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I Want To Buy Tesla Stock REPACK

The price of Tesla shares then began trading on a split-adjusted basis the following day, August 25. A stock split has no impact on the overall value of the company or the value of your total investment. The share price is adjusted down to reflect the increased number of shares that are now outstanding.

i want to buy tesla stock

With dollar-cost averaging, investors add a set amount of money to their position over time, and that really helps when a stock declines, allowing them to purchase more shares. High-flying stocks can dip from time-to-time, so the strategy can help you achieve a lower buy price and higher overall profits.

Over the trailing-10-year period, few S&P 500 components have delivered for shareholders quite like electric-vehicle (EV) manufacturer Tesla (TSLA 2.48%). Even after a pullback that's seen Tesla stock lose close to two-thirds of its value, shares are up nearly 5,900% in a decade.

But despite Tesla's outperformance since going public, it's a stock that I wouldn't buy with free money. While recognizing that it's North America's leading EV manufacturer, I wouldn't touch Tesla stock with a 10-foot pole for the following seven reasons.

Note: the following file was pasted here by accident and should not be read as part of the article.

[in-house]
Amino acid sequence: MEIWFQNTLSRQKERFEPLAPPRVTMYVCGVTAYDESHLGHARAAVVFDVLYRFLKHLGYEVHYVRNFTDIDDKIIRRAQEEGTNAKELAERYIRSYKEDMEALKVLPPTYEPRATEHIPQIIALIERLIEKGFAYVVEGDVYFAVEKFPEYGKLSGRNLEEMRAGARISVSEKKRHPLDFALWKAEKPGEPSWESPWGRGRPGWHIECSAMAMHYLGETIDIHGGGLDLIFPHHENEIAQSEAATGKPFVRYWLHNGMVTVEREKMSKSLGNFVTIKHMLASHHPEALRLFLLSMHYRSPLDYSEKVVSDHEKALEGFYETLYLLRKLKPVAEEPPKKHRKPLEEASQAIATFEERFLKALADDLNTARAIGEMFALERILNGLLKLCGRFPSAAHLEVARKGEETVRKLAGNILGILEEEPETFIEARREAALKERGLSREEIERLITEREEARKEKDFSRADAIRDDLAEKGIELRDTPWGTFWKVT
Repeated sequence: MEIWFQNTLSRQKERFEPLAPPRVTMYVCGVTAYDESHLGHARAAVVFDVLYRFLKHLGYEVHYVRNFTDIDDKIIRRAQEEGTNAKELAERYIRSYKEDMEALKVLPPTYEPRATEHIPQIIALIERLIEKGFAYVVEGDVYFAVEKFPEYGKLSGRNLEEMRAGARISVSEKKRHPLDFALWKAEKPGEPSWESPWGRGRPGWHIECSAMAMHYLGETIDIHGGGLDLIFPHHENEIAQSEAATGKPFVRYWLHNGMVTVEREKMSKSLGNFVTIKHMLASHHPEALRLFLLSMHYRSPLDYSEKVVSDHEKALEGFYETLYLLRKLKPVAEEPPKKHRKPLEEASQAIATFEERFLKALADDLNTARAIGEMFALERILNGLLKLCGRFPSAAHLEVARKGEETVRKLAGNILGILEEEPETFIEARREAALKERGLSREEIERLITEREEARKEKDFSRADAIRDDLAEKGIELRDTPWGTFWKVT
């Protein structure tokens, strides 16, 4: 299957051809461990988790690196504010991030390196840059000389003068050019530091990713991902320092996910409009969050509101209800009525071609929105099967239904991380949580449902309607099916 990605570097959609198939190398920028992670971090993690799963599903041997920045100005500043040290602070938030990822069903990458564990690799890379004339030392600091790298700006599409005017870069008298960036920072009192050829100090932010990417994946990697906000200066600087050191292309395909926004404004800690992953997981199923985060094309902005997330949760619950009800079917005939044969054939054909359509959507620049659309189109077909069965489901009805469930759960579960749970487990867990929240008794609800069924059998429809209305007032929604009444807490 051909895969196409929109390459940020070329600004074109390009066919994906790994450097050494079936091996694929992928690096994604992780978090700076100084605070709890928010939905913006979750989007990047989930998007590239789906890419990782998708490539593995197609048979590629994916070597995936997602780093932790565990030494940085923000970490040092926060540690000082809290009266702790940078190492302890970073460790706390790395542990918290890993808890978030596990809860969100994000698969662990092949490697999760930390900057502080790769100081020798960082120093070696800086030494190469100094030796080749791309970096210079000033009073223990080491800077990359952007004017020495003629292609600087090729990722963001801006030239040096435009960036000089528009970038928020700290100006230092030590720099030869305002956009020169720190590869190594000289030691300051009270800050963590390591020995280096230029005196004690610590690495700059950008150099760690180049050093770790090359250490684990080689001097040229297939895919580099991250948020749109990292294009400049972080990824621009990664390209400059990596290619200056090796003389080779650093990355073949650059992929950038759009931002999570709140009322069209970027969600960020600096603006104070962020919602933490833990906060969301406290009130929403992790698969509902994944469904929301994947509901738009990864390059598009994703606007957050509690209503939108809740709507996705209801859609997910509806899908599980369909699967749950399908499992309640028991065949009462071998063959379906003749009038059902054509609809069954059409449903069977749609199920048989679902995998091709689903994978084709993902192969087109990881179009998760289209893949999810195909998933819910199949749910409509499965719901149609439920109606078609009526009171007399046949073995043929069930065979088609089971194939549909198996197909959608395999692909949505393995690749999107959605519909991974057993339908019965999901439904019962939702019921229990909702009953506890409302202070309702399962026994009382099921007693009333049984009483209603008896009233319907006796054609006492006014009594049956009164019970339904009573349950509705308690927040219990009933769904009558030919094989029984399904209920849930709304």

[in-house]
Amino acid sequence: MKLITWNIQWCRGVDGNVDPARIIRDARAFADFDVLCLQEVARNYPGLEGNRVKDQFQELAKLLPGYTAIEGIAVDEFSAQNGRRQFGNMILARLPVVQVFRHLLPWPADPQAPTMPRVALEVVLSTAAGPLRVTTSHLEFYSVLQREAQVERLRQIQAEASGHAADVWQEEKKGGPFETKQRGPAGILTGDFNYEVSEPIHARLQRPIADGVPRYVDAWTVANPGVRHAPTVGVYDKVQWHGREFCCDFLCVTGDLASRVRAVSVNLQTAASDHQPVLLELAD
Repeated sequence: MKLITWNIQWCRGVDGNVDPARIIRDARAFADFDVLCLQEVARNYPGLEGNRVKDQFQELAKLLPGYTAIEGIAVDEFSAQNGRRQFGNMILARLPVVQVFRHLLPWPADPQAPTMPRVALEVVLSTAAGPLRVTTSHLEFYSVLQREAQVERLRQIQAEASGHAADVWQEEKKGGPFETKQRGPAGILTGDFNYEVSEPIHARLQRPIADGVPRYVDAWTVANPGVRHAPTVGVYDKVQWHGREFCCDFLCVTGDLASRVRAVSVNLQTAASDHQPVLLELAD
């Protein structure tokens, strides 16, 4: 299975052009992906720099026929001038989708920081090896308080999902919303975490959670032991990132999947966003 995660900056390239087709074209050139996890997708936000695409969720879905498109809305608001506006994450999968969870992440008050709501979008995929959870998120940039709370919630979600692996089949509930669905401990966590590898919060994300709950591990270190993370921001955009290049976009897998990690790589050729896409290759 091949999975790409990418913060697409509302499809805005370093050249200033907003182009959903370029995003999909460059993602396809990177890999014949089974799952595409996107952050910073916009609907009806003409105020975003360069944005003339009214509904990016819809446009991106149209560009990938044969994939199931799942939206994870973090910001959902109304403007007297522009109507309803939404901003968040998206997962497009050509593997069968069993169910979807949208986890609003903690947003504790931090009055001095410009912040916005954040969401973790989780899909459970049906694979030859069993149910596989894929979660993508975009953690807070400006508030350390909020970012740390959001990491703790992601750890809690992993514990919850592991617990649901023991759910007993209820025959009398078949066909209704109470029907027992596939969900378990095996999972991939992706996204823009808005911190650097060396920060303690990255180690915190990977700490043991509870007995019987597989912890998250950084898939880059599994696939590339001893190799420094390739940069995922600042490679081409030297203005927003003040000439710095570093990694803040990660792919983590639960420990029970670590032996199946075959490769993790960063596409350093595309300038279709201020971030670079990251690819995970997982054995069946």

The fifth reason to not buy Tesla stock (even with free capital) is its valuation. As I noted above, optimists love to value Tesla as more than a car company. But its operating results clearly show that its profitability is entirely dependent on selling EVs and, to a far lesser extent, on selling renewable energy credits and leasing its EVs.

Even with Tesla's stock getting clobbered over the trailing 12 months, it's still valued at an aggressive multiple of 34 times Wall Street's consensus earnings. Not only do I believe this earnings-per-share estimate will continue to fall throughout the year, but I see no justification for Tesla to trade at a 34 multiple in a commoditized industry where high-single-digit price-to-earnings ratios are the norm.

The electric-carmaker's stock lost 65% of its value in 2022. And the company kicked off the new year with yet another plunge, dropping 12% in a single day after disappointing sales figures were announced.

It wasn't just Tesla that saw stock values slide. The stock market as a whole declined in 2022, and within the auto sector, every single automaker saw stock prices go down. Major players like General Motors and Ford fell some 40%, and startups like Rivian and Lucid dropped more than 80%.